Bakery style cranberry lemon scones

Soft homemade garlic knots

Easy flaky buttermilk biscuits

Pin this recipe for later!

Cheddar biscuits in a stack

Tried this recipe? Leave me a comment!

Flaky Cheddar Chive Biscuits

A delicious, flaky biscuit flavoured with herbs and melted cheddar.
4.42 from 17 votes
Print Pin Rate
Course: Breakfast, Side Dish
Cuisine: American
Prep Time: 15 minutes
Cook Time: 25 minutes
Servings: 16 Biscuits
Calories: 165kcal
Author: Deanna


  • 2.5 Cups Flour All purpose
  • 1 Tbsp Baking powder
  • 1/4 tsp Baking soda
  • 1 tsp Salt
  • 1/2 Cup Butter frozen
  • 1 Cup Cheddar cheese grated
  • 2 Tbsp Fresh chives chopped
  • 1 Cup Milk
  • 2 tsp Lemon juice
  • 1 large Egg beaten


  • Pre-heat oven to 375 degrees
  • Combine your milk and lemon juice and set aside.
  • In a large bowl, mix flour, baking powder, baking soda, and salt.
  • Next Grate the frozen butter into the dry ingredients and then stir gently to combine.
  • Add the grated cheese and chives and stir to combine.
  • Add the beaten egg to the milk and then pour into the dry ingredients. Stir gently just until mixture comes together. The dough will feel a bit wet and sticky.
  • Turn out onto a generously floured counter top, or a large piece of parchment paper. Flour the top of the dough then press with your hands until dough is about 1/2 inch thick. Next fold the dough in half and press again to 1/2 inch thick. Repeat one more time.
  • With a biscuit or cookie cutter, cut dough into rounds pressing straight down. Place on parchment lined baking sheet leaving about 1/4 inch space between biscuits.
  • Place into oven and bake for 20-25 minutes until biscuits are golden.
  • Serve and enjoy!


Calories: 165kcal | Carbohydrates: 16g | Protein: 5g | Fat: 9g | Saturated Fat: 6g | Cholesterol: 34mg | Sodium: 271mg | Potassium: 127mg | Fiber: 1g | Sugar: 1g | Vitamin A: 304IU | Vitamin C: 1mg | Calcium: 107mg | Iron: 1mg

Sharing is caring!

Recipe Rating

This site uses Akismet to reduce spam. Learn how your comment data is processed.

Mary Leo

Thursday 3rd of June 2021

How many ounces of cheddar cheese equals 1 cup grated?


Thursday 3rd of June 2021

It should work out to about 4 ounces.


Sunday 22nd of November 2020

Hi!! Can I pre-make these then freeze them when ready to bake? If so, will cooking time be a little more since more frozen? Thanks!!!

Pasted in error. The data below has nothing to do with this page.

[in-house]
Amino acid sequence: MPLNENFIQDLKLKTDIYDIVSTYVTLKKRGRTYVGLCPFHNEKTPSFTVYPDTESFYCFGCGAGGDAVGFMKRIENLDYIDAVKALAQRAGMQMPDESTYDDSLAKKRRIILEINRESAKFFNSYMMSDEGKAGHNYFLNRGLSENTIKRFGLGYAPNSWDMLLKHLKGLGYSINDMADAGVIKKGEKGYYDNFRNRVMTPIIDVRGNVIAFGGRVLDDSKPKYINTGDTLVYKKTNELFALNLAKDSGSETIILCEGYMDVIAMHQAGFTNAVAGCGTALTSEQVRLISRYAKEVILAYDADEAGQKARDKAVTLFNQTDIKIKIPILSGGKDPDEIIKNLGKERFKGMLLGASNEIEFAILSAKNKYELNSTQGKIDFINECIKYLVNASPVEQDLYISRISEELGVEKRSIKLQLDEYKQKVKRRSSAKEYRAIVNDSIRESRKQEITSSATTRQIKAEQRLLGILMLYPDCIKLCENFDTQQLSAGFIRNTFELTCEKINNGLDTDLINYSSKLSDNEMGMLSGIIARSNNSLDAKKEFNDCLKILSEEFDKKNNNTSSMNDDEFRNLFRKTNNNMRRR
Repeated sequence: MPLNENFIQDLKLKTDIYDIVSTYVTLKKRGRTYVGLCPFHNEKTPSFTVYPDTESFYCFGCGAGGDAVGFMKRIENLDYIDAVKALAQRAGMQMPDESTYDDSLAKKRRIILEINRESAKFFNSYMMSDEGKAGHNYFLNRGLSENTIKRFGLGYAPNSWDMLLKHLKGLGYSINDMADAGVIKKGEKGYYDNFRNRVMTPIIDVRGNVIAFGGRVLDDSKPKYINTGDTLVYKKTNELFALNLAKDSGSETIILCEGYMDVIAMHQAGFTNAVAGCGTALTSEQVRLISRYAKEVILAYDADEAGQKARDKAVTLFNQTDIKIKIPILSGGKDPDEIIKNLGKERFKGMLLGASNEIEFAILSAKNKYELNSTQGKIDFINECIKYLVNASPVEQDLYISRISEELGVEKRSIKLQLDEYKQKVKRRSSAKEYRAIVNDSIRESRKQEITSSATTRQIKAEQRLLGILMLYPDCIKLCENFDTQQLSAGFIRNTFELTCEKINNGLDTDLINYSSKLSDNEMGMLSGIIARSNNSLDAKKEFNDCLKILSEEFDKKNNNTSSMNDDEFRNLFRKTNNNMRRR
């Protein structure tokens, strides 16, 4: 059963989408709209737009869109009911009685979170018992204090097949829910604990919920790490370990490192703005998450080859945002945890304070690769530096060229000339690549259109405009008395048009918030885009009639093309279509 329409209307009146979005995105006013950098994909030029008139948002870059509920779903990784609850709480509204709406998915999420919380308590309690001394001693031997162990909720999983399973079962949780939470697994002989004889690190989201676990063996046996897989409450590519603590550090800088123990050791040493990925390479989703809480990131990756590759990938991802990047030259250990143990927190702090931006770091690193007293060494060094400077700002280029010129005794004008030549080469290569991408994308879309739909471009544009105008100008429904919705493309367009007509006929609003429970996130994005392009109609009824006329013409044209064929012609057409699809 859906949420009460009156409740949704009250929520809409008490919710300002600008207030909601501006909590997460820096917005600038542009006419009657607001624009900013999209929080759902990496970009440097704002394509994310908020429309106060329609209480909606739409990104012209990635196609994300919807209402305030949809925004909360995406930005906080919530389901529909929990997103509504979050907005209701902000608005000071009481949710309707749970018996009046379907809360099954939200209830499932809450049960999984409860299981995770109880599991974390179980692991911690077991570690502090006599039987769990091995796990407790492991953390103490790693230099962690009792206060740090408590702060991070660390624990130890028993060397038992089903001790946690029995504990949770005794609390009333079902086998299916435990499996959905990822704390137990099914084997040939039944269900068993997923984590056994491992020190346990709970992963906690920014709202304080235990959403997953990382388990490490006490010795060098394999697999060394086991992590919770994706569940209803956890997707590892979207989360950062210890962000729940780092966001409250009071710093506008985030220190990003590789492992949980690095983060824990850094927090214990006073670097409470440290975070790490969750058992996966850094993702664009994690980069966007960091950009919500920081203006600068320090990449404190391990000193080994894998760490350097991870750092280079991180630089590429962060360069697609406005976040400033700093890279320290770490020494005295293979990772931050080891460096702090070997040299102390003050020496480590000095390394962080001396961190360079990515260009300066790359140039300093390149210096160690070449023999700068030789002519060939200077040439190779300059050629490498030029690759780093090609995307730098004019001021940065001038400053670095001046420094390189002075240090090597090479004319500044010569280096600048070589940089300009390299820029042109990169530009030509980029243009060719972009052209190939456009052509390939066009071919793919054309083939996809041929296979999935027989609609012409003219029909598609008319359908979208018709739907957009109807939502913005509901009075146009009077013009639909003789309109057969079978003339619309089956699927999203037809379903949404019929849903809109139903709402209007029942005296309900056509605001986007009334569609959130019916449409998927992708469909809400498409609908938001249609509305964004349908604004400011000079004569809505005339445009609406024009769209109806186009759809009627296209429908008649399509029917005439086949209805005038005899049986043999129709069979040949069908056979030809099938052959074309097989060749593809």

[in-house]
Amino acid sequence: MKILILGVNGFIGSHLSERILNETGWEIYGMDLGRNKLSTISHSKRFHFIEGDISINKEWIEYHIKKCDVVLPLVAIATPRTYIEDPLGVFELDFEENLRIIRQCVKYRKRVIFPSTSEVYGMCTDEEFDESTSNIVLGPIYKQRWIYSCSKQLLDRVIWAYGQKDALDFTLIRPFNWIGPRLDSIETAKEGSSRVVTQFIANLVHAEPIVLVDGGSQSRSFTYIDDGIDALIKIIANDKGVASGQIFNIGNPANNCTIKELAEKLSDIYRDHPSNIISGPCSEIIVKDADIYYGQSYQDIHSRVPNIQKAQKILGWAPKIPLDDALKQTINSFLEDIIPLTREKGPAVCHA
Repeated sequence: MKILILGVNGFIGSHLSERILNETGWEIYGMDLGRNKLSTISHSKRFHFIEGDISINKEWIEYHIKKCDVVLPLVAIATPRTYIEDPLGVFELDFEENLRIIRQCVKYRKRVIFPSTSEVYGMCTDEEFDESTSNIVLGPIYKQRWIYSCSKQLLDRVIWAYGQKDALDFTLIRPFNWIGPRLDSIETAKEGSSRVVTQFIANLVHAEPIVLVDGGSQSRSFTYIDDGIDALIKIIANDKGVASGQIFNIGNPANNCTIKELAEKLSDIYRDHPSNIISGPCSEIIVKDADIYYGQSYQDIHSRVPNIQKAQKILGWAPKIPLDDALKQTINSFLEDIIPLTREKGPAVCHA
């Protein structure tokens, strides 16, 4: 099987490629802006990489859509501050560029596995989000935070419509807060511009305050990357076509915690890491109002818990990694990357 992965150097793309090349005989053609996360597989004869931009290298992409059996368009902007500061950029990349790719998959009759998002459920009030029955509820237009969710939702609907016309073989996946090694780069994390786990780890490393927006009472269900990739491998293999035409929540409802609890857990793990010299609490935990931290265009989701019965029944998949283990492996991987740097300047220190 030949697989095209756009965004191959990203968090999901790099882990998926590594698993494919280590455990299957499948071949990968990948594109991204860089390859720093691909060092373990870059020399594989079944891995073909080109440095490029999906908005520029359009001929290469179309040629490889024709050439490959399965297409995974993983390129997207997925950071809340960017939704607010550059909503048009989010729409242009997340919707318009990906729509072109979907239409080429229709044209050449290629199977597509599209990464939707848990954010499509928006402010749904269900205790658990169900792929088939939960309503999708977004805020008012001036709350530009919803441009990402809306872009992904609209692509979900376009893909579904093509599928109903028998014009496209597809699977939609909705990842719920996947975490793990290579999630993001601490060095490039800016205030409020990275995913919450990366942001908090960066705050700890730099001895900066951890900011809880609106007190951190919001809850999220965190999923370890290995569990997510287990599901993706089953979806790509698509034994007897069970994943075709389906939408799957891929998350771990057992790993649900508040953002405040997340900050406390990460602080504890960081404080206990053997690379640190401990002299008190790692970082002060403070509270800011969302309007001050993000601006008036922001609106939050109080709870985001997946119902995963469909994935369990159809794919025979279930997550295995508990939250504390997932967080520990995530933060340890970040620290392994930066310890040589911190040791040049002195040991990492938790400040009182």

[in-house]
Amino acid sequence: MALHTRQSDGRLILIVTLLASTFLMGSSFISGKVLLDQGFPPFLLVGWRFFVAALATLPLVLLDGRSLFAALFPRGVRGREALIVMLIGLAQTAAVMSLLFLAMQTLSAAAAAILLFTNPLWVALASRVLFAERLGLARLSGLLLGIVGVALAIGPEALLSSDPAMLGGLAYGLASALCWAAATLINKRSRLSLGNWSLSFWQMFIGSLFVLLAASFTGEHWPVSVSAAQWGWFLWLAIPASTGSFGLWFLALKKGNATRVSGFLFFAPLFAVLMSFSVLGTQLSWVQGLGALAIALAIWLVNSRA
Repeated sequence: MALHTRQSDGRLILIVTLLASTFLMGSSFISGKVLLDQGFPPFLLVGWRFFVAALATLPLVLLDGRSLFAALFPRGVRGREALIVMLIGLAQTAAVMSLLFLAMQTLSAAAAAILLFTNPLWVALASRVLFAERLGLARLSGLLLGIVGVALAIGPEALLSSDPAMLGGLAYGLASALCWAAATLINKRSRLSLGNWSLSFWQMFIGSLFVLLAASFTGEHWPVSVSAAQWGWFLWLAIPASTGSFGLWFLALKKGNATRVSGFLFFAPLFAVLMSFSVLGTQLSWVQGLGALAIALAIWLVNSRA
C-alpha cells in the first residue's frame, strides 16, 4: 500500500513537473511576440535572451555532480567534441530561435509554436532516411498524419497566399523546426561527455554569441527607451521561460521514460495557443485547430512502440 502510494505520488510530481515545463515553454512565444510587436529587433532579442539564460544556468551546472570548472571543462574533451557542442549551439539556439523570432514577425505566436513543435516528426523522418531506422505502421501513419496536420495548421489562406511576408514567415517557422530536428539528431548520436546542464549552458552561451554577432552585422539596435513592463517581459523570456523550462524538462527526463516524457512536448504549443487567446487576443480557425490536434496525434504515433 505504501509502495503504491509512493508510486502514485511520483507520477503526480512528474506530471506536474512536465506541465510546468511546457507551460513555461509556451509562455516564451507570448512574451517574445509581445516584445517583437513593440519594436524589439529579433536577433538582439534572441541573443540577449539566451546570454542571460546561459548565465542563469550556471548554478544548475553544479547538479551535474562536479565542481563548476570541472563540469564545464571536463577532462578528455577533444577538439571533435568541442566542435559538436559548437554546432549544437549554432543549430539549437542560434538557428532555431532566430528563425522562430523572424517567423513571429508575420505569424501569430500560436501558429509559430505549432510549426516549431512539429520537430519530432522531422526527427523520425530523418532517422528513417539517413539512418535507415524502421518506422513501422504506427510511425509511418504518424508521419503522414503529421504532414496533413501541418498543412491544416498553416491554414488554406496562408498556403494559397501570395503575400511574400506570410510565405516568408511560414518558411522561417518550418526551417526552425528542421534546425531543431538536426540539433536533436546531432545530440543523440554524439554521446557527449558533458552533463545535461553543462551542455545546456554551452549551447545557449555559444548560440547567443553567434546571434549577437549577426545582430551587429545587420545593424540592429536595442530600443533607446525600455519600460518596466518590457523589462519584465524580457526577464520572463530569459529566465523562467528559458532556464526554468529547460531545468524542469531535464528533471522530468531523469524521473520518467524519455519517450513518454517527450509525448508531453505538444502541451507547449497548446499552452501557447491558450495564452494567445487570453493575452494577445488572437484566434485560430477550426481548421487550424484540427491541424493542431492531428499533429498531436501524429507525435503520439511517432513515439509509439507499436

Tuesday 24th of November 2020

I have never actually done that with these, but I do it with yeast breads all the time. I can't see why it wouldn't work, but I would probably let them thaw most of the way before baking. It doesn't usually take too long with raw dough. Otherwise you would have to increase the bake time to account for the frozen dough. However, not having tried it from frozen, I hesitate to give an exact time. Let me know if you decide to try it and how it goes!


Friday 23rd of October 2020

These are the best biscuits; I make fewer, so they're mile high, but can't beat the taste!


Sunday 25th of October 2020

Nothing at all wrong with mile high biscuits! Glad you enjoyed.


Friday 18th of September 2020

Best biscuits ever. Light and fluffy


Friday 18th of September 2020

So glad to hear you enjoyed them. These are one of our favourites.


Wednesday 1st of July 2020

Hi! The dough stayed really sticky, and they didn't rise very much. Any idea what I did wrong?


Saturday 11th of July 2020

So it is normal for the dough to be sticky in the bowl. As you flour the counter, and flour as you fold making the layers, it will sort itself out. As far as not rising, that usually means one of the leaveners (the baking powder or soda) was old or simply not very active. First make sure they are not expired. If not, you can test that they are active. For baking powder, add a tsp to 1/4 cup of hot water and it should fizz immediately. For baking soda, you can test by adding a pinch to a bit of vinegar, it should fizz right away. If either do not fizz immediately, they've lost their leavening power. Hope this helps.

This site uses Akismet to reduce spam. Learn how your comment data is processed.